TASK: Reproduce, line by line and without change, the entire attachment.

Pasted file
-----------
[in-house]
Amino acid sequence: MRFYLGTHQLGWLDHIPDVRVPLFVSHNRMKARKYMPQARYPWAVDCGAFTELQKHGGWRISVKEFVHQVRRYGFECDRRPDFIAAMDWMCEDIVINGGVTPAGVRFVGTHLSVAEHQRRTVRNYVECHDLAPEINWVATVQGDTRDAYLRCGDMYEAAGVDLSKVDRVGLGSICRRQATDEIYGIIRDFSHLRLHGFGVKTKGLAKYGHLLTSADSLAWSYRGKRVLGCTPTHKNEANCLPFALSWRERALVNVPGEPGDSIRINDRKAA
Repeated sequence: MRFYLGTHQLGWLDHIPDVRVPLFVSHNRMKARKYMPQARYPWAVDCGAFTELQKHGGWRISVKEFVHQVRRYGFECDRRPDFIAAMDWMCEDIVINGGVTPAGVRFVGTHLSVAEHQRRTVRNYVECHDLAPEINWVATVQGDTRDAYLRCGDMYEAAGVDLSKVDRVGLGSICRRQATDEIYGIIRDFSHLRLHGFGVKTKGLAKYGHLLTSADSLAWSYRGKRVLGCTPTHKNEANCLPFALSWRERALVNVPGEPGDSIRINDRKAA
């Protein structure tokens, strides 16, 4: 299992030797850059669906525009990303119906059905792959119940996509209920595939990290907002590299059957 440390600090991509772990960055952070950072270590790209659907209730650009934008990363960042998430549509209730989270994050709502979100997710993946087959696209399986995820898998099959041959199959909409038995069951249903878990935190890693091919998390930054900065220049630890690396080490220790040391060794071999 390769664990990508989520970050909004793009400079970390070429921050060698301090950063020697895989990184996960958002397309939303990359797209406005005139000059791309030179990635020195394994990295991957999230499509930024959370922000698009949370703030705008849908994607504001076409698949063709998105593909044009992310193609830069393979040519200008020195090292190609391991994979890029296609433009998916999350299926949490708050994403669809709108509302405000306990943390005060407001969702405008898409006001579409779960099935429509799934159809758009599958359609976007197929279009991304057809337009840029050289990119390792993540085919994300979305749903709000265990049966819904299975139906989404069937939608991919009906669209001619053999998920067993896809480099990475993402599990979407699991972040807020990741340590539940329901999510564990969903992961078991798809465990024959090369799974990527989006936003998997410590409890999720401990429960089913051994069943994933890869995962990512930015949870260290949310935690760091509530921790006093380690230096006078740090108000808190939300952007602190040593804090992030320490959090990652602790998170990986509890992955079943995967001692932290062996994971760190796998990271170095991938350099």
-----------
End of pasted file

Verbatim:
[in-house]
Amino acid sequence: MRFYLGTHQLGWLDHIPDVRVPLFVSHNRMKARKYMPQARYPWAVDCGAFTELQKHGGWRISVKEFVHQVRRYGFECDRRPDFIAAMDWMCEDIVINGGVTPAGVRFVGTHLSVAEHQRRTVRNYVECHDLAPEINWVATVQGDTRDAYLRCGDMYEAAGVDLSKVDRVGLGSICRRQATDEIYGIIRDFSHLRLHGFGVKTKGLAKYGHLLTSADSLAWSYRGKRVLGCTPTHKNEANCLPFALSWRERALVNVPGEPGDSIRINDRKAA
Repeated sequence: MRFYLGTHQLGWLDHIPDVRVPLFVSHNRMKARKYMPQARYPWAVDCGAFTELQKHGGWRISVKEFVHQVRRYGFECDRRPDFIAAMDWMCEDIVINGGVTPAGVRFVGTHLSVAEHQRRTVRNYVECHDLAPEINWVATVQGDTRDAYLRCGDMYEAAGVDLSKVDRVGLGSICRRQATDEIYGIIRDFSHLRLHGFGVKTKGLAKYGHLLTSADSLAWSYRGKRVLGCTPTHKNEANCLPFALSWRERALVNVPGEPGDSIRINDRKAA
């Protein structure tokens, strides 16, 4: 299992030797850059669906525009990303119906059905792959119940996509209920595939990290907002590299059957 440390600090991509772990960055952070950072270590790209659907209730650009934008990363960042998430549509209730989270994050709502979100997710993946087959696209399986995820898998099959041959199959909409038995069951249903878990935190890693091919998390930054900065220049630890690396080490220790040391060794071999 390769664990990508989520970050909004793009400079970390070429921050060698301090950063020697895989990184996960958002397309939303990359797209406005005139000059791309030179990635020195394994990295991957999230499509930024959370922000698009949370703030705008849908994607504001076409698949063709998105593909044009992310193609830069393979040519200008020195090292190609391991994979890029296609433009998916999350299926949490708050994403669809709108509302405000306990943390005060407001969702405008898409006001579409779960099935429509799934159809758009599958359609976007197929279009991304057809337009840029050289990119390792993540085919994300979305749903709000265990049966819904299975139906989404069937939608991919009906669209001619053999998920067993896809480099990475993402599990979407699991972040807020990741340590539940329901999510564990969903992961078991798809465990024959090369799974990527989006936003998997410590409890999720401990429960089913051994069943994933890869995962990512930015949870260290949310935690760091509530921790006093380690230096006078740090108000808190939300952007602190040593804090992030320490959090990652602790998170990986509890992955079943995967001692932290062996994971760190796998990271170095991938350099």